The Effects of Cerebral Haemodynamics on the Progression of Cold-Induced Oedema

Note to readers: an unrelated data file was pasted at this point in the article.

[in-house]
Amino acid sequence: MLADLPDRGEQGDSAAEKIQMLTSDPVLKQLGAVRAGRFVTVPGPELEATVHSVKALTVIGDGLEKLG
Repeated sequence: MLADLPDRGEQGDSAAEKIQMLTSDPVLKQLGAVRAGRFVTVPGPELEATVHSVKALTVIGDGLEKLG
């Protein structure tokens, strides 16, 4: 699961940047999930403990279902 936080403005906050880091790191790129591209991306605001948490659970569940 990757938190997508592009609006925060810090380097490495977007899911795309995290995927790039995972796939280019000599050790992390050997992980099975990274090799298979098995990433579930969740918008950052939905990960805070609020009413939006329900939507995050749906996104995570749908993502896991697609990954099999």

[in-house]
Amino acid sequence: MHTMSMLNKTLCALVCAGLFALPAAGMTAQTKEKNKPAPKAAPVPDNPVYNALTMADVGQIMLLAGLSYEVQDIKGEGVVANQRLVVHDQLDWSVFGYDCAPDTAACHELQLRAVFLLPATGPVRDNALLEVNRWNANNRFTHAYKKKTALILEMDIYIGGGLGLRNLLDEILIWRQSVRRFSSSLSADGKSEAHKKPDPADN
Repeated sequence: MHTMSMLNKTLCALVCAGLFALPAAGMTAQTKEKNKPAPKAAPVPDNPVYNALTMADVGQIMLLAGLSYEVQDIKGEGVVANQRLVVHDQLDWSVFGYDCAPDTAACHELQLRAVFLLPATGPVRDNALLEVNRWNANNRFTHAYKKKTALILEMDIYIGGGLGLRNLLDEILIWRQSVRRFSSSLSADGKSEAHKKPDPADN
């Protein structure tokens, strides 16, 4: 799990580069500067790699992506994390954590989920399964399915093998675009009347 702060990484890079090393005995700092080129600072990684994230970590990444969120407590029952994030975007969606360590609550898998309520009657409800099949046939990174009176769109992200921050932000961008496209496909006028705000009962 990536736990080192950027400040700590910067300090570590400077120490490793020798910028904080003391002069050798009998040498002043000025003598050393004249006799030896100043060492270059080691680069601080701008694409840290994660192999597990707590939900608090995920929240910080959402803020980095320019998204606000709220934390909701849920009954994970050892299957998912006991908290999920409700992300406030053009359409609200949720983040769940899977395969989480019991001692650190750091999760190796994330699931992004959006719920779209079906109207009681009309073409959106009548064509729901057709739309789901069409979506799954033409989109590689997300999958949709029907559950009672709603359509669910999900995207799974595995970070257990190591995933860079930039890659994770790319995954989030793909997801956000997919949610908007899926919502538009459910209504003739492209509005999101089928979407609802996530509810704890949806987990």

A cold-injury lesion was made on the brain of 14 of 21 adult mongrel cats. Cerebral blood flow (CBF) and cerebral blood volume (CBV) were observed in both groups during the next 6 to 9 hours using a laser Doppler flow meter. Intracranial pressure (ICP), water contents, and blood pressure were also measured. Hyperemia frequently reached a peak early in the test period in the gray matter and somewhat later in the white matter. In a few cases, hyperemia was observed to occur late in the test period in the gray matter and even later in the white matter. The least frequent pattern was a continuous decrease of CBF and CBV in gray matter over time and of CBF in white matter. Intracranial pressure rose rapidly and correlated well with the early hyperemia. The water content was significantly increased in the white matter. However, the difference in the rate of the increment of the water content was not significant from 7–9 hours after injury. Hyperemia seems to cause the severe impairment of the microcirculation during oedema formation induced by cold injury. A time difference of hyperemia was detected in the gray matter and the white matter.